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Environ Sci Technol. 2015 Jul 21;49(14):8277-86. doi: 10.1021/acs.est.5b01691. Epub 2015 Jul 2.

Potential for Electrified Vehicles to Contribute to U.S. Petroleum and Climate Goals and Implications for Advanced Biofuels.

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†Great Lakes Bioenergy Research Center and Wisconsin Energy Institute, University of Wisconsin-Madison, 1552 University Avenue, Madison, Wisconsin 53706, United States.
‡Biological Systems Engineering Department, University of Wisconsin-Madison, 460 Henry Mall, Madison, Wisconsin 53706, United States.
§Biomass Conversion Research Laboratory, Department of Chemical Engineering and Material Science, and Great Lakes Bioenergy Research Center, Michigan State University, 3815 Technology Boulevard, Suite 1045, Lansing, Michigan 48910, United States.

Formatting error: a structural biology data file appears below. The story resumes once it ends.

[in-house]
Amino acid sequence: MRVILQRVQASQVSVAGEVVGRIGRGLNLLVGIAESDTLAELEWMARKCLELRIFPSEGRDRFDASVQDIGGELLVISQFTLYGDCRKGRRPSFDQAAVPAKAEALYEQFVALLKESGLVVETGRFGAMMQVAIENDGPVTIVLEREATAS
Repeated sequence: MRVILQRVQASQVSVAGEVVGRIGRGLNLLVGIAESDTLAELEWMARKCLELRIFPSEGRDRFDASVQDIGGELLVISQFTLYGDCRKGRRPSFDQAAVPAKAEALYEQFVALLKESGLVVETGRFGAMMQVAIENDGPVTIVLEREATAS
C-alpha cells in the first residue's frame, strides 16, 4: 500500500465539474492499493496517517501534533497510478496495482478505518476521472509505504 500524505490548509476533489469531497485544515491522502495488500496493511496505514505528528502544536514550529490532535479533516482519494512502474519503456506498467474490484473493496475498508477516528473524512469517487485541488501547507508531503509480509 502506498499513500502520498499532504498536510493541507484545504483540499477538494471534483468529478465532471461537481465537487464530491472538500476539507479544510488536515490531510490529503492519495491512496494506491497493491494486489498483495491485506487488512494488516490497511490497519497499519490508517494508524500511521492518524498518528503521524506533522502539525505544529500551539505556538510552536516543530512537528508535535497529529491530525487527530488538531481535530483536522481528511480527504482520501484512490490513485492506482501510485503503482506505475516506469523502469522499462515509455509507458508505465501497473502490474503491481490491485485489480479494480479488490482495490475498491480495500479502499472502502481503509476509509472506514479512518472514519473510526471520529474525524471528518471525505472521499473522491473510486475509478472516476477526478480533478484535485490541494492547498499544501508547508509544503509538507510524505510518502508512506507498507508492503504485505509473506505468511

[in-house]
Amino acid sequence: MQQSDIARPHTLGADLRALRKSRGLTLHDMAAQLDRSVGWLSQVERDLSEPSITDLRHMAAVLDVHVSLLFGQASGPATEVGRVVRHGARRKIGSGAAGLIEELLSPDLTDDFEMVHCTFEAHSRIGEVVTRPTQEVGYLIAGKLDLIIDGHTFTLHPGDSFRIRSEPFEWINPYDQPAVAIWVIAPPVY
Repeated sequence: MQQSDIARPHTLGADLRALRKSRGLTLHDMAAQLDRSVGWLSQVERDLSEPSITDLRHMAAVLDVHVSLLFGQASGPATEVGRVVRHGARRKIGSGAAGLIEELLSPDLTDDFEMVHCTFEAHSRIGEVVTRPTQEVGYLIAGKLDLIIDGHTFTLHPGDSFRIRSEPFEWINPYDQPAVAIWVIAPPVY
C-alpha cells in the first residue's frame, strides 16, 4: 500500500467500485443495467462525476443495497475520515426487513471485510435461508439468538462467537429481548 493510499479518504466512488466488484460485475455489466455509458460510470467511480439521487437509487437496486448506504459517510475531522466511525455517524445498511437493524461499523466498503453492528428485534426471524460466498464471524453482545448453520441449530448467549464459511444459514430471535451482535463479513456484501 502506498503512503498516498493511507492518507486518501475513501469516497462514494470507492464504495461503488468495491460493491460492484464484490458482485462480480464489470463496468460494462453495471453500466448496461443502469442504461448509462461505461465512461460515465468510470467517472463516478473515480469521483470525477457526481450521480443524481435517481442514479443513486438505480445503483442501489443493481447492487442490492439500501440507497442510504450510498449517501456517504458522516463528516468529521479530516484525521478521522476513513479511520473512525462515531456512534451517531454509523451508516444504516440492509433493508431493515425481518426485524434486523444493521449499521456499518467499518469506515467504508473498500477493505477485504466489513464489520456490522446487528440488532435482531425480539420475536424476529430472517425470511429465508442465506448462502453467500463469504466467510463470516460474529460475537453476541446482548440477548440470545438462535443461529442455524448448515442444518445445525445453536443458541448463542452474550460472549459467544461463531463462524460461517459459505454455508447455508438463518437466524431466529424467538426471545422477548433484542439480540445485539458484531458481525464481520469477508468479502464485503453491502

To examine the national fuel and emissions impacts from increasingly electrified light-duty transportation, we reconstructed the vehicle technology portfolios from two national vehicle studies. Using these vehicle portfolios, we normalized assumptions and examined sensitivity around the rates of electrified vehicle penetration, travel demand growth, and electricity decarbonization. We further examined the impact of substituting low-carbon advanced cellulosic biofuels in place of petroleum. Twenty-seven scenarios were benchmarked against a 50% petroleum-reduction target and an 80% GHG-reduction target. We found that with high rates of electrification (40% of miles traveled) the petroleum-reduction benchmark could be satisfied, even with high travel demand growth. The same highly electrified scenarios, however, could not satisfy 80% GHG-reduction targets, even assuming 80% decarbonized electricity and no growth in travel demand. Regardless of precise consumer vehicle preferences, emissions are a function of the total reliance on electricity versus liquid fuels and the corresponding greenhouse gas intensities of both. We found that at a relatively high rate of electrification (40% of miles and 26% by fuel), an 80% GHG reduction could only be achieved with significant quantities of low-carbon liquid fuel in cases with low or moderate travel demand growth.

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